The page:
5110. Seminar in the Theory of Knowledge. 3 hours. Analysis of the essential problems involved in the theory of knowledge, including some of the classical answers to important epistemological problems.
5250. Seminar in the Philosophy of Natural Science. 3 hours. A study of the nature, limits and significances of physics, chemistry, biology and related sciences with emphasis on the similarities and contrasts between scientific and other modes of knowing.
5260. Seminar in Philosophy of Social Science. 3 hours. Questions on explanations, observable human purposes and science of valuation. Contrasting science, ideology and occultism. Darwinism as conceptual scheme. The “causal” status of symbols and verbal behavior. Debates about objectivity, Verstehen, phenomenology and behaviorism, referring to K. Popper, G. Nettler, L.A. White, B.F. Skinner, C. Geertz, T. Kuhn, P. Winch and M. Weber.
5315. Topics in Ancient Philosophy. 3 hours. An examination of some major problem areas in the history of ancient Western philosophy — for example: concepts of nature, concepts of the character and function of knowledge, concepts of the nature and extent of value. Major thinkers normally covered include Plato and Aristotle.
5335. Topics in Modern Philosophy. 3 hours. An examination of some major problem areas in the history of modern Western philosophy — for example: concepts of nature, concepts of the character and function of knowledge, concepts of the nature and extent of value. Major thinkers covered can include Descartes, Spinoza, Locke, Hume and Kant.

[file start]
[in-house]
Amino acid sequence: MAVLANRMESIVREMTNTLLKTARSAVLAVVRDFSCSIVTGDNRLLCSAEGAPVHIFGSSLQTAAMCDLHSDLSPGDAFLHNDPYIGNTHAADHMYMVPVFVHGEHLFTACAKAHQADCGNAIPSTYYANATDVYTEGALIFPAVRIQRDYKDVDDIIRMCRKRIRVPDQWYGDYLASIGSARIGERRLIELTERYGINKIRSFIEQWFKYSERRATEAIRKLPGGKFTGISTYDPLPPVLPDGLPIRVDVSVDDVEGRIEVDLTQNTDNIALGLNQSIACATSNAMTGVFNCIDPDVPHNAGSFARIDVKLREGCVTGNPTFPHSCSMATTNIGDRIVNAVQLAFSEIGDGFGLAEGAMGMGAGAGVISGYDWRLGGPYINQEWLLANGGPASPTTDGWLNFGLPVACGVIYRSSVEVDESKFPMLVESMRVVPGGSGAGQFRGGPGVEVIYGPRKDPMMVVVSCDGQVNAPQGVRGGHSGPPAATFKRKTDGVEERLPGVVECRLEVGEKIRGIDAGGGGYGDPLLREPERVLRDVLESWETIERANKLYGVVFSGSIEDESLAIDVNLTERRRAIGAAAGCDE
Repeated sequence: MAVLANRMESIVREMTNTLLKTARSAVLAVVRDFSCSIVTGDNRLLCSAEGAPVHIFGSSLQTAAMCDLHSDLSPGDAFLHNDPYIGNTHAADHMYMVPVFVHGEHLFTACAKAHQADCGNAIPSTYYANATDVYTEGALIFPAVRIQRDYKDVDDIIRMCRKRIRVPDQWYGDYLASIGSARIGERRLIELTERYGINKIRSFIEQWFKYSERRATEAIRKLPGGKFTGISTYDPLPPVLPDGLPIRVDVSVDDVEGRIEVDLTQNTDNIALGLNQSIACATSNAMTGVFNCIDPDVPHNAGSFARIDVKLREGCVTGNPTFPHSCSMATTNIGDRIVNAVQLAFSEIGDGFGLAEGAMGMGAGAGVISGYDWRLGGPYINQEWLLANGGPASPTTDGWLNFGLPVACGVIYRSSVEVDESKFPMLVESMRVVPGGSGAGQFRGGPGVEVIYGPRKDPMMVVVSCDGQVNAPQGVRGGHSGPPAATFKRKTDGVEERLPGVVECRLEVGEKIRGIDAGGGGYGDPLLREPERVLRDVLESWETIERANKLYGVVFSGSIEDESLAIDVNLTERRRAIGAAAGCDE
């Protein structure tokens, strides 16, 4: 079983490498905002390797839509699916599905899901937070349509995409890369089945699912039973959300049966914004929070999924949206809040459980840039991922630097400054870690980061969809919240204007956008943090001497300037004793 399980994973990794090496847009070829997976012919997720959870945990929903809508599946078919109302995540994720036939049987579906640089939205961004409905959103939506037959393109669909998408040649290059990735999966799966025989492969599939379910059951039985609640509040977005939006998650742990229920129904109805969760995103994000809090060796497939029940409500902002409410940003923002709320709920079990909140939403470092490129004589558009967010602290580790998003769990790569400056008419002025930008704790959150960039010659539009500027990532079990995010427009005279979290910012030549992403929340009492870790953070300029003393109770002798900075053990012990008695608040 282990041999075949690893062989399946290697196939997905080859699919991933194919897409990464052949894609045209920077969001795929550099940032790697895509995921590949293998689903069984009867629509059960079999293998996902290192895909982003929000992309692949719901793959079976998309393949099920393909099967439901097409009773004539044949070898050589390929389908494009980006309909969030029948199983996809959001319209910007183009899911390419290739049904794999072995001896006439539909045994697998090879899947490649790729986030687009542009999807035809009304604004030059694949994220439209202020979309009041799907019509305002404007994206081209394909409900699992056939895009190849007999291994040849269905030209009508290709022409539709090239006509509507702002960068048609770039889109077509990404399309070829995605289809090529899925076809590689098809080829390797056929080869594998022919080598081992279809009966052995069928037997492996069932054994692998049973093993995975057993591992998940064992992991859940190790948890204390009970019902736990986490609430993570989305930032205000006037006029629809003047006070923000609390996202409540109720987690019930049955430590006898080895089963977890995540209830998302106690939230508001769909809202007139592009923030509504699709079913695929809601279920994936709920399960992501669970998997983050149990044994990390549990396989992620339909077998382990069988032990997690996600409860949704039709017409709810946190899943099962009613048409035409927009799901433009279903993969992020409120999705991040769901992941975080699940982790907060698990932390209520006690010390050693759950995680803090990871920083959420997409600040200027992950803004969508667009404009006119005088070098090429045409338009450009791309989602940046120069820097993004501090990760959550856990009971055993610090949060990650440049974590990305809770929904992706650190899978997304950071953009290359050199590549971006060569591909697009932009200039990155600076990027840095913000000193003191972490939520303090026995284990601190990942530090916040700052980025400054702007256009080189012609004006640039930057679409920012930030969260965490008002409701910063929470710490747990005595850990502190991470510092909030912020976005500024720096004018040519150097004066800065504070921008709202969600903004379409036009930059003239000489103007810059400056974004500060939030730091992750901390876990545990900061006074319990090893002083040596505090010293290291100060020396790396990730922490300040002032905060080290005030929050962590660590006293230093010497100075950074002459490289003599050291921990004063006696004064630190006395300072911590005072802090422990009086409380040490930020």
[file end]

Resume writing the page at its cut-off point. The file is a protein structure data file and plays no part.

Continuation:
5410. Seminar in Ethical Theory. 3 hours. An examination of a variety of ethical theories and their application in applied situations.
5450. Seminar in the Philosophy of Ecology. 3 hours. Traces the evolution of ecology from its roots in 19th-century natural history through general ecology, restoration ecology, human ecology and mathematical ecology. Also explores the sociocultural contexts in which ecology emerged and now exists, including the so-called second scientific revolution and the two-culture split.
5451. Environmental Ethics. 3 hours. Examination of basic positions in the field of environmental ethics with emphasis on legal and moral rights for nature, animal liberation, and Western philosophical and religious traditions.
5600. Philosophy of Religion. 3 hours. Examination of arguments for and against the existence of a deity; meaning of concepts of religion, evil, good and worship; impact of religious beliefs and commitments on social and moral life.
5670. Natural History and Philosophy of Rivers. 6 hours. (3;5) Ecological, geological and philosophical history of arid watersheds of the western United States. Extended field trip required. Desert canyons are geologically unique and present wonderful opportunities to study interactions of geology, fauna, flora, environment, cultural development and environmental ethics. Prerequisite(s): consent of instructor. (Same as BIOL 5670.)
5700. Seminar in Environmental Ethics. 3 hours. An intensive analysis of new positions in environmental ethics with special emphasis on their theoretical value as a contribution to contemporary philosophy and their practical value with regard to environmental policy and decision making.
5710. Ecofeminism: Women's Studies and Environmental Ethics. 3 hours. Examines the merger of feminism with environmental ethics and its subsequent evolution. Subject matter includes the analysis of patriarchy, gender issues and multicultural perspectives within the larger framework of ethical responses to ecocrisis.